evolve as a forum where world leaders could create “the new rules
of the game that will be needed for any effective attempt to
throttle modern hyperterrorism.” Graham Allison, Karl Kaiser and
Sergei Karaganov took the idea one step further. In a joint
newspaper article they suggested that a new entity, a Global
Alliance for Security, should be constructed using the G-8 as the
starting point and foundation for such an enterprise.

The idea of utilizing the G-8 as an instrument in the war on
terror has won support among political leaders. Italy, the holder
of the rotating G-8 presidency in 2001, suggested a special G-8
summit which would be designed to stamp out international
terrorism. Russia emphasized the need to expand the G-8 agenda. In
December 2001, Russian Prime Minister Mikhail Kasyanov held talks
with Canadian Prime Minister Jean Chretien. The two leaders put
emphasis on the “expansion of cooperation of the Group of Eight and
other international organizations in such key questions as the
promotion of strategic stability, the non-proliferation of weapons
of mass destruction, and nuclear, chemical and bacteriological

The Americans were not impressed. U.S. Secretary of State Colin
Powell rejected the idea on the grounds that America was so
satisfied with the ‘worldwide reaction of solidarity’ that he did
not think it necessary to hold a special G-8 meeting. Nor did the
U.S. administration seek in any other way to incorporate the G-8 as
a group in the war on terror. Instead, the group was given a
strictly defined technical role: the finance ministers of the G-8
were given responsibility for coordinating policies needed to
intercept the financial sources that support terrorism. In other
words, Washington accepted the help of the G-8 finance ministers
but rejected the G-8 as a security policy actor. As a result, the
G-8 became sidelined in the war on terror.


The gathering of G-8 leaders in St. Petersburg together with the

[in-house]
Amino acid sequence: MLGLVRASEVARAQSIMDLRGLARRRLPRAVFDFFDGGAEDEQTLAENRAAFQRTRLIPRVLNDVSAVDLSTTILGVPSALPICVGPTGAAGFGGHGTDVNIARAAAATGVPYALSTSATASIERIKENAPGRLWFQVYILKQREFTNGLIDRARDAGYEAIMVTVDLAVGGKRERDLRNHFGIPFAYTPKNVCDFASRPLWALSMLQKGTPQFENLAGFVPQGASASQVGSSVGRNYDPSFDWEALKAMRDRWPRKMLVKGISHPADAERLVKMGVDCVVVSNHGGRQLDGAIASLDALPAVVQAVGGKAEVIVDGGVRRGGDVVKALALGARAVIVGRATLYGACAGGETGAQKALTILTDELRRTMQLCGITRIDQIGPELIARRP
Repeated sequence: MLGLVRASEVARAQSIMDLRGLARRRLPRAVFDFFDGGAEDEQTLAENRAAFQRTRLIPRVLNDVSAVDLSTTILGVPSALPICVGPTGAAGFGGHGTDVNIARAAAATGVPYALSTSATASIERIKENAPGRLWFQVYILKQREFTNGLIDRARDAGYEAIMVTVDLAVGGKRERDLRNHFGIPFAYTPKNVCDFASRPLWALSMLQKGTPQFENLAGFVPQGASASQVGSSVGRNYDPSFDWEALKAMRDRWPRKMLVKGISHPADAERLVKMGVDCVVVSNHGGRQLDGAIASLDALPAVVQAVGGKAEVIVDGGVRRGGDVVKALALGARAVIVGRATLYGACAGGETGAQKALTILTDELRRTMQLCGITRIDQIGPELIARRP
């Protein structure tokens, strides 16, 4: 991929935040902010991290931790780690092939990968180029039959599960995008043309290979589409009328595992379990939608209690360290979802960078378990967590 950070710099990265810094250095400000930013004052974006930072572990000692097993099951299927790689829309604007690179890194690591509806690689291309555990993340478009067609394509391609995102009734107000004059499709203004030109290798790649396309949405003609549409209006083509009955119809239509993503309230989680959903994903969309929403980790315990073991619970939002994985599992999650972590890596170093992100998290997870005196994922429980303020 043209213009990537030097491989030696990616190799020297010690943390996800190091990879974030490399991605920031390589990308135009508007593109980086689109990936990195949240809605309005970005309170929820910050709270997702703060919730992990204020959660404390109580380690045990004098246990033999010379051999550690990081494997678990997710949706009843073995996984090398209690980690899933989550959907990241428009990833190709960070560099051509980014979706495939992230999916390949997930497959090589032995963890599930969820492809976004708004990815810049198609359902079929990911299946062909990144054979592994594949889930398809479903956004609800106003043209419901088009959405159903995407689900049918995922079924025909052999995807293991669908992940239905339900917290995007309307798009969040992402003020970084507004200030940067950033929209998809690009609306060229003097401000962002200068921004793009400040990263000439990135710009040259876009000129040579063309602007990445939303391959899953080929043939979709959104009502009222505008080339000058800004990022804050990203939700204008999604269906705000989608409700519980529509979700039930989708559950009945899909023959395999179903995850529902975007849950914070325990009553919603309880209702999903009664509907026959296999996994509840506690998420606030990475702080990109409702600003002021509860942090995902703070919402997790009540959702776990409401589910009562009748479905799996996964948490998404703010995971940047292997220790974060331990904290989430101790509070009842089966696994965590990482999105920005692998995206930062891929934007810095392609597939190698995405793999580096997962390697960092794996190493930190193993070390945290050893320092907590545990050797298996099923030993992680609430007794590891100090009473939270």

official G-8 Summit at Evian constituted an important step in the
reconstruction of great power relations after the divisions created
by the war in Iraq. From the point of view of the G-8, the two
meetings were important because they signaled the comeback of the
G-8 as a key actor in international peace and security.

The comeback had already begun in 2002. Despite U.S. reluctance
to make the G-8 the focal point of the war on terror, Washington
did not oppose Canadian plans to include terrorism as one of the
key items on the agenda of the 2002 Kananaskis Summit. As a result,
at this gathering the G-8 launched a Global Partnership Against the
Spread of Weapons of Mass Destruction. The acceptance of the plan
by the Bush administration was a clear reversal of its earlier
strategy of not involving the G-8 in the war against terror.

The Kananaskis plan was aimed especially at preventing the
spread of nuclear material from Russia. As such the plan was a
logical continuation of the 1996 Nuclear Safety and Security
Summit, organized by the Russian government in Moscow. At Evian,
President Bush placed further emphasis on the role of the G-8 in
the fight against terror. Yet, it was clear that he did not intend
to dispose of his strategy of maintaining a maximum freedom of
action: rather than deliberating next steps with other G-8 leaders
he left the summit early for a series of meetings in the Middle

For President Putin, the Evian Summit was a success. Evian’s
predominantly political and security focus was to Moscow’s
advantage, highlighting areas of cooperation where it is most able
to make a positive contribution. Oxford Analytica pointed out that
Putin managed to advance three policy objectives at the summit.
Firstly, he managed to play a constructive role in bridge-building
with and between the United States and European members of the G-8.
Secondly, he reinforced the notion of Russia as a leading country
in the world. For this purpose, “it was important to present it as